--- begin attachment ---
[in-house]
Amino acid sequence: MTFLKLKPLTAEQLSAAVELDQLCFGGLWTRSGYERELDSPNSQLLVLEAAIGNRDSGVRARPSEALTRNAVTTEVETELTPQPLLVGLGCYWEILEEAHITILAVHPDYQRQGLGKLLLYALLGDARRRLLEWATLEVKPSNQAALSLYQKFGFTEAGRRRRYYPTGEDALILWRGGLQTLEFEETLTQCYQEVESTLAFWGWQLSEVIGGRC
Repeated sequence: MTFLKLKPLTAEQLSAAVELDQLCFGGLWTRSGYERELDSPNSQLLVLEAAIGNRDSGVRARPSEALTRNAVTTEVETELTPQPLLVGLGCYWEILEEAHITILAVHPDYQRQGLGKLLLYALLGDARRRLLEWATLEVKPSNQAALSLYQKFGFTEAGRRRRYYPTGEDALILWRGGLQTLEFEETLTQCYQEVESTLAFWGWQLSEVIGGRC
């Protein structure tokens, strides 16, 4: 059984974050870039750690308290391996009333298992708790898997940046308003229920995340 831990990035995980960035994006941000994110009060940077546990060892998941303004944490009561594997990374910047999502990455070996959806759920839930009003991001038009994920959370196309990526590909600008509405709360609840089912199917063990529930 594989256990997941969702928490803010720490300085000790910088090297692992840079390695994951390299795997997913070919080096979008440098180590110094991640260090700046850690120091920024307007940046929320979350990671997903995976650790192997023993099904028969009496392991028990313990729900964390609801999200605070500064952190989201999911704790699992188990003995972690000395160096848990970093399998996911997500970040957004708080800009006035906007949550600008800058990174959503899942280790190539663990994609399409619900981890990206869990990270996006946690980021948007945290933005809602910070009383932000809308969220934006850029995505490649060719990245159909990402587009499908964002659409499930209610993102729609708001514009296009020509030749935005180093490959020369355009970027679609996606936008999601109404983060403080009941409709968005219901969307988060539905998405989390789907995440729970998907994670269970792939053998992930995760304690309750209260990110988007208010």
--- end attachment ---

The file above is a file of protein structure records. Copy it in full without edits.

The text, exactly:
[in-house]
Amino acid sequence: MTFLKLKPLTAEQLSAAVELDQLCFGGLWTRSGYERELDSPNSQLLVLEAAIGNRDSGVRARPSEALTRNAVTTEVETELTPQPLLVGLGCYWEILEEAHITILAVHPDYQRQGLGKLLLYALLGDARRRLLEWATLEVKPSNQAALSLYQKFGFTEAGRRRRYYPTGEDALILWRGGLQTLEFEETLTQCYQEVESTLAFWGWQLSEVIGGRC
Repeated sequence: MTFLKLKPLTAEQLSAAVELDQLCFGGLWTRSGYERELDSPNSQLLVLEAAIGNRDSGVRARPSEALTRNAVTTEVETELTPQPLLVGLGCYWEILEEAHITILAVHPDYQRQGLGKLLLYALLGDARRRLLEWATLEVKPSNQAALSLYQKFGFTEAGRRRRYYPTGEDALILWRGGLQTLEFEETLTQCYQEVESTLAFWGWQLSEVIGGRC
């Protein structure tokens, strides 16, 4: 059984974050870039750690308290391996009333298992708790898997940046308003229920995340 831990990035995980960035994006941000994110009060940077546990060892998941303004944490009561594997990374910047999502990455070996959806759920839930009003991001038009994920959370196309990526590909600008509405709360609840089912199917063990529930 594989256990997941969702928490803010720490300085000790910088090297692992840079390695994951390299795997997913070919080096979008440098180590110094991640260090700046850690120091920024307007940046929320979350990671997903995976650790192997023993099904028969009496392991028990313990729900964390609801999200605070500064952190989201999911704790699992188990003995972690000395160096848990970093399998996911997500970040957004708080800009006035906007949550600008800058990174959503899942280790190539663990994609399409619900981890990206869990990270996006946690980021948007945290933005809602910070009383932000809308969220934006850029995505490649060719990245159909990402587009499908964002659409499930209610993102729609708001514009296009020509030749935005180093490959020369355009970027679609996606936008999601109404983060403080009941409709968005219901969307988060539905998405989390789907995440729970998907994670269970792939053998992930995760304690309750209260990110988007208010």